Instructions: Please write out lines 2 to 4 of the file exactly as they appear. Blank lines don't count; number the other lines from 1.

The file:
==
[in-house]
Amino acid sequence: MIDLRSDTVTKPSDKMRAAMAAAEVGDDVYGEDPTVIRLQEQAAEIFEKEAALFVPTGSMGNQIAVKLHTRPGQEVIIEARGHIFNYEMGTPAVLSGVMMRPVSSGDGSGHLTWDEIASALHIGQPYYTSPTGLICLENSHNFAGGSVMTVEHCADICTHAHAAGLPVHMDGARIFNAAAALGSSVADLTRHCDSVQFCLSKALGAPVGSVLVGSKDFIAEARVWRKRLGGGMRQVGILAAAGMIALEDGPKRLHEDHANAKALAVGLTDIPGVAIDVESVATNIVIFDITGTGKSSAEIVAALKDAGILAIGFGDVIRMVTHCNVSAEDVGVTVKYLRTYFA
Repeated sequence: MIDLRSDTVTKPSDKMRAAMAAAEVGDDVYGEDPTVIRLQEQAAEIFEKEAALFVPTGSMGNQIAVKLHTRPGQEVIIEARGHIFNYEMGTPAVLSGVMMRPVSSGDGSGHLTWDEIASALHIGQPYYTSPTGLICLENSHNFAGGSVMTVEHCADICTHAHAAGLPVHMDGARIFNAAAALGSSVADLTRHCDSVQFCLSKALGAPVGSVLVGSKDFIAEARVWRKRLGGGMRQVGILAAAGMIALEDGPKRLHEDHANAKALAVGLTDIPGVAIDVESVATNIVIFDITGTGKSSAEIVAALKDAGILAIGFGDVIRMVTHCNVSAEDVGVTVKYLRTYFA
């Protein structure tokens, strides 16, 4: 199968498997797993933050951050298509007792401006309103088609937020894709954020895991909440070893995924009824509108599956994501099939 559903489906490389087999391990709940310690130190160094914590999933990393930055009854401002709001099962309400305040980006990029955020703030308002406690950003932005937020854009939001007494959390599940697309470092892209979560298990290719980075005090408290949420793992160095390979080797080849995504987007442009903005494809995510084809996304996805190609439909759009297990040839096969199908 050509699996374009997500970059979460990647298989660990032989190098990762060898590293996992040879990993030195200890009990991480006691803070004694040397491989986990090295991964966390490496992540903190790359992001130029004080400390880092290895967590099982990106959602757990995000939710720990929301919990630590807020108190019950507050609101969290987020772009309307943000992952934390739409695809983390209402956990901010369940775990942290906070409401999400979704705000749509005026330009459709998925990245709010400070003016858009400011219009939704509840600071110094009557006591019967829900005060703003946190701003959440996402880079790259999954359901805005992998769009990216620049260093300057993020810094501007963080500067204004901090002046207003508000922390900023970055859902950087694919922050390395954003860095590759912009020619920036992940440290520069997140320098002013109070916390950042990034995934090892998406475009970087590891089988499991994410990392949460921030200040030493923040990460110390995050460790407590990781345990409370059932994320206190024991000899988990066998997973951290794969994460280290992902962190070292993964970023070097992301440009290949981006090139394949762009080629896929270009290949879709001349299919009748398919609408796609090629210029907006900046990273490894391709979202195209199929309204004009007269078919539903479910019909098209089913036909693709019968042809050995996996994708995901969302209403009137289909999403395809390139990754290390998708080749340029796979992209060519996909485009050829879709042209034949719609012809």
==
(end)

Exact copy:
Amino acid sequence: MIDLRSDTVTKPSDKMRAAMAAAEVGDDVYGEDPTVIRLQEQAAEIFEKEAALFVPTGSMGNQIAVKLHTRPGQEVIIEARGHIFNYEMGTPAVLSGVMMRPVSSGDGSGHLTWDEIASALHIGQPYYTSPTGLICLENSHNFAGGSVMTVEHCADICTHAHAAGLPVHMDGARIFNAAAALGSSVADLTRHCDSVQFCLSKALGAPVGSVLVGSKDFIAEARVWRKRLGGGMRQVGILAAAGMIALEDGPKRLHEDHANAKALAVGLTDIPGVAIDVESVATNIVIFDITGTGKSSAEIVAALKDAGILAIGFGDVIRMVTHCNVSAEDVGVTVKYLRTYFA
Repeated sequence: MIDLRSDTVTKPSDKMRAAMAAAEVGDDVYGEDPTVIRLQEQAAEIFEKEAALFVPTGSMGNQIAVKLHTRPGQEVIIEARGHIFNYEMGTPAVLSGVMMRPVSSGDGSGHLTWDEIASALHIGQPYYTSPTGLICLENSHNFAGGSVMTVEHCADICTHAHAAGLPVHMDGARIFNAAAALGSSVADLTRHCDSVQFCLSKALGAPVGSVLVGSKDFIAEARVWRKRLGGGMRQVGILAAAGMIALEDGPKRLHEDHANAKALAVGLTDIPGVAIDVESVATNIVIFDITGTGKSSAEIVAALKDAGILAIGFGDVIRMVTHCNVSAEDVGVTVKYLRTYFA
């Protein structure tokens, strides 16, 4: 199968498997797993933050951050298509007792401006309103088609937020894709954020895991909440070893995924009824509108599956994501099939 559903489906490389087999391990709940310690130190160094914590999933990393930055009854401002709001099962309400305040980006990029955020703030308002406690950003932005937020854009939001007494959390599940697309470092892209979560298990290719980075005090408290949420793992160095390979080797080849995504987007442009903005494809995510084809996304996805190609439909759009297990040839096969199908 050509699996374009997500970059979460990647298989660990032989190098990762060898590293996992040879990993030195200890009990991480006691803070004694040397491989986990090295991964966390490496992540903190790359992001130029004080400390880092290895967590099982990106959602757990995000939710720990929301919990630590807020108190019950507050609101969290987020772009309307943000992952934390739409695809983390209402956990901010369940775990942290906070409401999400979704705000749509005026330009459709998925990245709010400070003016858009400011219009939704509840600071110094009557006591019967829900005060703003946190701003959440996402880079790259999954359901805005992998769009990216620049260093300057993020810094501007963080500067204004901090002046207003508000922390900023970055859902950087694919922050390395954003860095590759912009020619920036992940440290520069997140320098002013109070916390950042990034995934090892998406475009970087590891089988499991994410990392949460921030200040030493923040990460110390995050460790407590990781345990409370059932994320206190024991000899988990066998997973951290794969994460280290992902962190070292993964970023070097992301440009290949981006090139394949762009080629896929270009290949879709001349299919009748398919609408796609090629210029907006900046990273490894391709979202195209199929309204004009007269078919539903479910019909098209089913036909693709019968042809050995996996994708995901969302209403009137289909999403395809390139990754290390998708080749340029796979992209060519996909485009050829879709042209034949719609012809």